NMR spectroscopy

NMR spectroscopy is well established as a method for the detection of interactions between proteins and small ligands, in particular if the interaction is weak. Two types of experiments are possible: using 15N-labeled protein the signals of the protein can be observed and changes upon binding detected by recording two-dimensional 1H,15N correlations. In addition, ligand-detected experiments can be performed by recording STD [34] or WaterLOGSY [35], [36] experiments in the presence and absence of unlabeled protein. Both proteins were available in 15N-labeled form, for the full length protein an assignment of the 1H,15N correlation (for the dark state) was available as well [33].

Two-dimensional 1H,15N correlation spectra (1H,15N-HSQCs) were recorded for YtvA-STAS with and without the addition of an 6-fold excess of GTP and are shown in Figure 3A. No significant changes of chemical shift or intensities were observable in these experiments, indicating that no interaction occurs. In contrast, the overlay of 1H-15N-HSQC spectra of YtvA-STAS alone and YtvA-STAS treated with BODIPY-GTP shows large intensity changes for various cross peaks (Fig. 3B). This confirmed the interaction between both species and showed that BODIPY-GTP is in intermediate exchange with respect to the NMR time scale leading to line broadening of those protein signals from residues participating in the binding.

thumbnail
Figure 3. Superposition of 1H-15N-HSQC spectra of YtvA-STAS without and with added ligands.

1H-15N-HSQC spectra of (A) 30 µM uniformly 15N-labeled YtvA-STAS without (black) and with 180 µM GTP (red) and (B) 30 µM uniformly 15N-labeled YtvA-STAS without (black) and with 180 µM BODIPY-GTP (red).

http://dx.doi.org/10.1371/journal.pone.0029201.g003

We repeated these experiments with YtvA, except that a 10-fold excess of the appropriate ligand was added and that – given the size of the protein - 1H,15N correlations were recorded as 1H-15N-TROSY spectra [37], [38]. Consistent with the results obtained from YtvA-STAS no significant differences between the 1H-15N-TROSY spectra of YtvA without and with GTP was observed but various changes of cross peak intensities were observed in presence of BODIPY-GTP. A superposition of the spectra from both experiments is given in Figure S5 of the supplementary material. We quantified the effects of the ligands for those residues that show well resolved distinct single peaks. Figure 4 shows plots of the ratios of signal intensity against the corresponding residues of the YtvA sequence for GTP (Figure 4A) and BODIPY-GTP (Figure 4B). In case of GTP the intensity ratios fluctuate closely around 1 indicating that there are nearly no differences between the corresponding spectra. Especially residues of the D193LSG and the N236KLD motif were not influenced by GTP. In contrast, the binding of BODIPY-GTP resulted in significant effects on YtvA. While its LOV domain is nearly unaffected and the average ratio of intensity within the core domain (amino acids 26–128) added up to 0.93+/−0.1, the YtvA-STAS domain and also the Jα-helix were strongly affected. Average intensity change ratios were 0.60+/−0.21 for Jα and 0.61+/−0.17 for YtvA-STAS, respectively.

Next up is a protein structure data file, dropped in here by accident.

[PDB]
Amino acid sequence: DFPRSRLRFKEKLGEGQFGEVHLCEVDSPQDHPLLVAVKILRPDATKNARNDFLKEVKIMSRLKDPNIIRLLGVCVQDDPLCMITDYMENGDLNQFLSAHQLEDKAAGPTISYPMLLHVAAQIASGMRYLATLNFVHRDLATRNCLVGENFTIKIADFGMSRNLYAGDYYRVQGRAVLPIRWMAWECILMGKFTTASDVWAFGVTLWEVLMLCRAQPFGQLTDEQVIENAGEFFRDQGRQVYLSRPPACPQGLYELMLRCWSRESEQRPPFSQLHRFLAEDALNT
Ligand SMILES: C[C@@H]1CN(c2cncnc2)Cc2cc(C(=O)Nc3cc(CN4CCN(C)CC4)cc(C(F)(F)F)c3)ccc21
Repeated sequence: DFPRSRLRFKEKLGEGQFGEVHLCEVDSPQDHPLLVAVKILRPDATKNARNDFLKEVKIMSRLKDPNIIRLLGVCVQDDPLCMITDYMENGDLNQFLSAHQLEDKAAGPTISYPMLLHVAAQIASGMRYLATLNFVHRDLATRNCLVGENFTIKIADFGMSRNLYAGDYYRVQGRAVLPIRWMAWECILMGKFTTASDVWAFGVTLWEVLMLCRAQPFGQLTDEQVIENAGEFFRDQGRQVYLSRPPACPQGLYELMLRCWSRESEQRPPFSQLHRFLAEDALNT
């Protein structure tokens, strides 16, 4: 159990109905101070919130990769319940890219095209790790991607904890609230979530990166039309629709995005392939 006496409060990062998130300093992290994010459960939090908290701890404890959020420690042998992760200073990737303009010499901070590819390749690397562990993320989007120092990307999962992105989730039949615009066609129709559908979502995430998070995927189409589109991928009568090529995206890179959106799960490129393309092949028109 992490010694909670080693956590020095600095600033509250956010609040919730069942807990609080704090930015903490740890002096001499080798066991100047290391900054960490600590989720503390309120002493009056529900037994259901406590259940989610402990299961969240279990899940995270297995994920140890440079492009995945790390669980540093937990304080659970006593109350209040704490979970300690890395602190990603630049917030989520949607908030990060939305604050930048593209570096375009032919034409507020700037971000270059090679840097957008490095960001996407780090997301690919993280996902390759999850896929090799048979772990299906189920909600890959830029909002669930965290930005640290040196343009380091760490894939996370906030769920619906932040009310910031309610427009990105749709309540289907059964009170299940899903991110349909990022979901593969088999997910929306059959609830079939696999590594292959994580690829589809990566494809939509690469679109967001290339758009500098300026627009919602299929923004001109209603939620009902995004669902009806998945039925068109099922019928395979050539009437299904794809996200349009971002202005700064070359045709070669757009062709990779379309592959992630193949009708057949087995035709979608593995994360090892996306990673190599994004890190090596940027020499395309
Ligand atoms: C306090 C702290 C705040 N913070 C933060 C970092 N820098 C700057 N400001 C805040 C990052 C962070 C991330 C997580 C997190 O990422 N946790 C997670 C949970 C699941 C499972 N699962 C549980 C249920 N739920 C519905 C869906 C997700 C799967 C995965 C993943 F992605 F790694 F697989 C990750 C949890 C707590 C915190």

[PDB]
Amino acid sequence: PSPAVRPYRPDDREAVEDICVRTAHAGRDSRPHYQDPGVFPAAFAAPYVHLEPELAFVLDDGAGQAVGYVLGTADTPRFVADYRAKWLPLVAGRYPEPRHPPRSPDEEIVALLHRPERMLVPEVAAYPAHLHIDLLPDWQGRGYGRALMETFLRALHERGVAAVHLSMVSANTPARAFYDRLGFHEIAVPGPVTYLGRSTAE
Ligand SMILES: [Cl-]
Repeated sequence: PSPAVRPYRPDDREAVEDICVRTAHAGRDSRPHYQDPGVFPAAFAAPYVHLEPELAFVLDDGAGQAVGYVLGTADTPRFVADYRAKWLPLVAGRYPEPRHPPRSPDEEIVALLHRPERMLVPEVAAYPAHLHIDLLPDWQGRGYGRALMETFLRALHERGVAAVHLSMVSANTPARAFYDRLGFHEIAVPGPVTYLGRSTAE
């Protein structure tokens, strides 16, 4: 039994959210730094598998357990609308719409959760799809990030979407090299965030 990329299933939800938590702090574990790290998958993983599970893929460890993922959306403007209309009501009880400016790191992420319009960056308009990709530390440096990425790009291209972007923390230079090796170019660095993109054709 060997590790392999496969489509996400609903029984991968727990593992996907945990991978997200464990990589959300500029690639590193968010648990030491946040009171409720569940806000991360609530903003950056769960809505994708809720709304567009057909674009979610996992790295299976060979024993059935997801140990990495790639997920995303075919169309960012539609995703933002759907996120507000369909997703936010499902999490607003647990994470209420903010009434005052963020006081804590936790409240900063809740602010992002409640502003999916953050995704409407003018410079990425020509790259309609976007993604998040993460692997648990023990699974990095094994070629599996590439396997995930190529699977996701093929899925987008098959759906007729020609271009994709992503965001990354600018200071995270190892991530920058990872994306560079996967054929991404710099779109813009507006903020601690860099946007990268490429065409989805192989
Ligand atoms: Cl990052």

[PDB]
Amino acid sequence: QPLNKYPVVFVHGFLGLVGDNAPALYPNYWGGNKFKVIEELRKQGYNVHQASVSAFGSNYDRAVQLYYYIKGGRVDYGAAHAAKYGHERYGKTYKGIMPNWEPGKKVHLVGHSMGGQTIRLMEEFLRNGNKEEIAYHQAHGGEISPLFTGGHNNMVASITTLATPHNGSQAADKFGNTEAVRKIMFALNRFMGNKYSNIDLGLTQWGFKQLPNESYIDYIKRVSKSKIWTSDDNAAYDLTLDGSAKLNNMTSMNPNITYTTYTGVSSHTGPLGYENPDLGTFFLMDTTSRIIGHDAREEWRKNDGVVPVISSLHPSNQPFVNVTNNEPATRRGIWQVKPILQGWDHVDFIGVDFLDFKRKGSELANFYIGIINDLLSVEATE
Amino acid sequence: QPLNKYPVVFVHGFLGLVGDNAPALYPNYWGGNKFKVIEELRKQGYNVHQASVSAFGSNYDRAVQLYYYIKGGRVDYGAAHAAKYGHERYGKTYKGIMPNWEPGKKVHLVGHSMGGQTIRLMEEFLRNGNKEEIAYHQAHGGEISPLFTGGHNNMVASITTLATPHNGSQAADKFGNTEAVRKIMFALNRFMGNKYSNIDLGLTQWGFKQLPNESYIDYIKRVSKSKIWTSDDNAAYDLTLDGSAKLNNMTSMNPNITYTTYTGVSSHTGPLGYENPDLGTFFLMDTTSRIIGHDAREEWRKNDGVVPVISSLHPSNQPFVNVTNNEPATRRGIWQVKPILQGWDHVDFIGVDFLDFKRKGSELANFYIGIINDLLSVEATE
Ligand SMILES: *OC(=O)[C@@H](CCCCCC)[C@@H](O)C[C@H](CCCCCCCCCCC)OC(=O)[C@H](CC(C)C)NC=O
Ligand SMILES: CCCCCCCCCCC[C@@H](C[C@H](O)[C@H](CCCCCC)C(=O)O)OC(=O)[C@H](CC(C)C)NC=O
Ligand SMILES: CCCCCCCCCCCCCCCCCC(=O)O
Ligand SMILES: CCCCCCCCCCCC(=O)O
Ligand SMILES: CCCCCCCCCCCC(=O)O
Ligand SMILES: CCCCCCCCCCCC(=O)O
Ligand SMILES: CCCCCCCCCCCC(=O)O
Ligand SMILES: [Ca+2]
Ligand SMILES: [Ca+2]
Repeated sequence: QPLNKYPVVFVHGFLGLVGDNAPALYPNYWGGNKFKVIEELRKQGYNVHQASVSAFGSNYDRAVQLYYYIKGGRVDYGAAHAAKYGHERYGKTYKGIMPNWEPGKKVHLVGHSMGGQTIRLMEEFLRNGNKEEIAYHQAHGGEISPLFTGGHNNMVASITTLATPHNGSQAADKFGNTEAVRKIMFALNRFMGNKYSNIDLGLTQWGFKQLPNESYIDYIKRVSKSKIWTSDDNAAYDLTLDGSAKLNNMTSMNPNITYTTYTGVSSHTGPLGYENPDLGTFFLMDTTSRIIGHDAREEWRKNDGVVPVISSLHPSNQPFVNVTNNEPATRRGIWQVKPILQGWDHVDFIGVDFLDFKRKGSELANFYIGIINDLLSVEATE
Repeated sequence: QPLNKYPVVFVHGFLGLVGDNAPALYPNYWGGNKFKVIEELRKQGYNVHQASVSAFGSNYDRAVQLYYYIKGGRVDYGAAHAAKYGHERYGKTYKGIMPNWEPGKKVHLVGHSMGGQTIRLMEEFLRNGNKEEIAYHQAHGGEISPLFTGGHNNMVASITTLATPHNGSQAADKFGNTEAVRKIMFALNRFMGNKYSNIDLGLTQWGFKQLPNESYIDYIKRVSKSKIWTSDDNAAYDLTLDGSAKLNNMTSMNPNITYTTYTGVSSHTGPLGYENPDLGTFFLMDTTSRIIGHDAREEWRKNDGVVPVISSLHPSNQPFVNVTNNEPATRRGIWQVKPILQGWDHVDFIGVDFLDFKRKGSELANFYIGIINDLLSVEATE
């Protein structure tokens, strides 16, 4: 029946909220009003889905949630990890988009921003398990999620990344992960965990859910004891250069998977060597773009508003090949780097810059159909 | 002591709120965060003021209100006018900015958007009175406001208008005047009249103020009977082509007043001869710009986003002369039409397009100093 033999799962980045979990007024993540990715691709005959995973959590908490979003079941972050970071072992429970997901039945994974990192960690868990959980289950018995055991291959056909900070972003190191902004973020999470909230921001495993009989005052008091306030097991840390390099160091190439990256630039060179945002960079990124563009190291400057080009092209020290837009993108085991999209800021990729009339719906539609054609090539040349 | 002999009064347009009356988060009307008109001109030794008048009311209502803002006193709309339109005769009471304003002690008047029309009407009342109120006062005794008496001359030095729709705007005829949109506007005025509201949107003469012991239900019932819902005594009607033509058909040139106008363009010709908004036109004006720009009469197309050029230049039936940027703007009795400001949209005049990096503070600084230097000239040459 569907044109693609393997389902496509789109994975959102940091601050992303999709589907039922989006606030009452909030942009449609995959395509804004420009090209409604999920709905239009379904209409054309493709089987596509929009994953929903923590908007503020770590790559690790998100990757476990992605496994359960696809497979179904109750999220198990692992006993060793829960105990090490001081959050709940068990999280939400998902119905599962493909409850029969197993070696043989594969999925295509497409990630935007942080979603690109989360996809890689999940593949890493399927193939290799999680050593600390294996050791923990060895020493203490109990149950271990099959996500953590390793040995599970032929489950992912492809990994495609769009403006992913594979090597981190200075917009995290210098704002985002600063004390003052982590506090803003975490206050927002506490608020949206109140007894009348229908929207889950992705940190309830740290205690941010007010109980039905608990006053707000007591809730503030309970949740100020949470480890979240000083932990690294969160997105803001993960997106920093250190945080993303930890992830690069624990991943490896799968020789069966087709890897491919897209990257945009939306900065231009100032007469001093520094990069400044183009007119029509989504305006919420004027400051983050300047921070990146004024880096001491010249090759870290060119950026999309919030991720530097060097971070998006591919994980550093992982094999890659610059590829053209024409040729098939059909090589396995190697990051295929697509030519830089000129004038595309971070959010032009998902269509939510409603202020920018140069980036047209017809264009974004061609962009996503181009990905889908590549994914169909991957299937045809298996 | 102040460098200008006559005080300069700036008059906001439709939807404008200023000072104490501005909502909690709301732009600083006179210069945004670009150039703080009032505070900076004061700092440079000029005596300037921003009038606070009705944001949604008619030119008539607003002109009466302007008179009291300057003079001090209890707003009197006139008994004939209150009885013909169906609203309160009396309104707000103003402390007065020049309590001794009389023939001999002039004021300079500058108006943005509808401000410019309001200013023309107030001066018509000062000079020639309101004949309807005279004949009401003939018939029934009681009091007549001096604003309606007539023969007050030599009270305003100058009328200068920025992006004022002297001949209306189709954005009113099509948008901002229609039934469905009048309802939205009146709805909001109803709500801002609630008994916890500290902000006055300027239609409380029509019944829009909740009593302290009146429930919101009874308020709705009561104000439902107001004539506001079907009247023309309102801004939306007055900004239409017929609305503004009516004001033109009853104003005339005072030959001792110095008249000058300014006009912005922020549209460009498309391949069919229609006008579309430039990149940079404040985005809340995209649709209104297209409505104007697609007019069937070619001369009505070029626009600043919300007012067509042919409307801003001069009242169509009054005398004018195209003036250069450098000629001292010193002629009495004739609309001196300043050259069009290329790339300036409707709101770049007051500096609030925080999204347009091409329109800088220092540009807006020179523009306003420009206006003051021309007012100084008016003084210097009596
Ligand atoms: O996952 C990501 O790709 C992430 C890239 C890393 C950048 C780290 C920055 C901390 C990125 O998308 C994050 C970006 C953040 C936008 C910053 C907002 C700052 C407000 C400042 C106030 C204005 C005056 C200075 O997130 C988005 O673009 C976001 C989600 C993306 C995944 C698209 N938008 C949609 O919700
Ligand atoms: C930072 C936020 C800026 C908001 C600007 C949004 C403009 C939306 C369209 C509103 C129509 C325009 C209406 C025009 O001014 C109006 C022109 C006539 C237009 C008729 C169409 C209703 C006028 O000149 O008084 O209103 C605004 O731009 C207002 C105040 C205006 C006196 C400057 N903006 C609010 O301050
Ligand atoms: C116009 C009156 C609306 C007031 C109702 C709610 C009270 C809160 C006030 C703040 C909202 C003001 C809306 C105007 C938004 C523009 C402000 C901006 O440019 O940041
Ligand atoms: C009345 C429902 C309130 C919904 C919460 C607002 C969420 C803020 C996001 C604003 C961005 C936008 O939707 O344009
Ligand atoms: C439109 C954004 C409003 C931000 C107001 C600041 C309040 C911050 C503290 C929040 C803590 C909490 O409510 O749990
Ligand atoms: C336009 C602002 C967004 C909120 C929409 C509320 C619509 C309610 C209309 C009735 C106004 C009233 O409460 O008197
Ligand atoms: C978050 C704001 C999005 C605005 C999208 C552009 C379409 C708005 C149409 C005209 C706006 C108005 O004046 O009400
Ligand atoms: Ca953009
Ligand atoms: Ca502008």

thumbnail
Figure 4. Plots of 1H-15N-TROSY cross peak intensity ratios of YtvA.

Plots of the 1H-15N-TROSY cross peak intensity ratios of (A) 50 µM uniformly 2H-15N-labeled YtvA with and without 500 µM GTP and (B) 50 µM uniformly 2H-15N-labeled YtvA with and without 500 µM BODIPY-GTP against the YtvA sequence. Corresponding 2D 1H-15N-TROSY spectra were recorded with YtvA kept in the dark state. Residues are represented by asterisks for the LOV domain, triangles for the Jα-helix and circles for STAS domain. An intensity ratio of 1 (dashed line) means that the addition of the appropriate ligand has shown no effect on corresponding residues.

http://dx.doi.org/10.1371/journal.pone.0029201.g004

Thus the binding of BODIPY-GTP appears to be confined to the Jα-helix and the STAS domain but in a rather unspecific manner. A similarily unspecific mechanism for the interaction of BODIPY-GTP with hydrophobic regions of the LOV domain of YtvA was suggested by Nakasone et al. [29], their assumption being based on the comparison of BODIPY-GTP binding to different truncated versions of the LOV domain part of the protein. Such truncations may alter the hydrophobicity of the resulting surface leading to interactions with hydrophobic ligands which may explain why binding to the LOV domain was detected while the interaction seems to be confined to the STAS domain and the Jα-helix in our experiments. As indicated in the ITC experiments we detect a similar effect when truncating the protein: the binding of BODIPY-GTP to YtvA-STAS differs from that to YtvA. We know from further NMR experiments performed with full length YtvA [33] that the Jα-helix and the STAS domain are more flexible than the LOV domain. This could explain why the two former parts of the protein are more accessible to unspecific hydrophobic interactions while the LOV domain - being a relatively rigid and tight binding dimer - does not expose any hydrophobic patches as easily as the linker and the STAS domain during their movements. More importantly, however, the NMR experiments with protein detection described above indicate again that no binding of GTP to YtvA is taking place.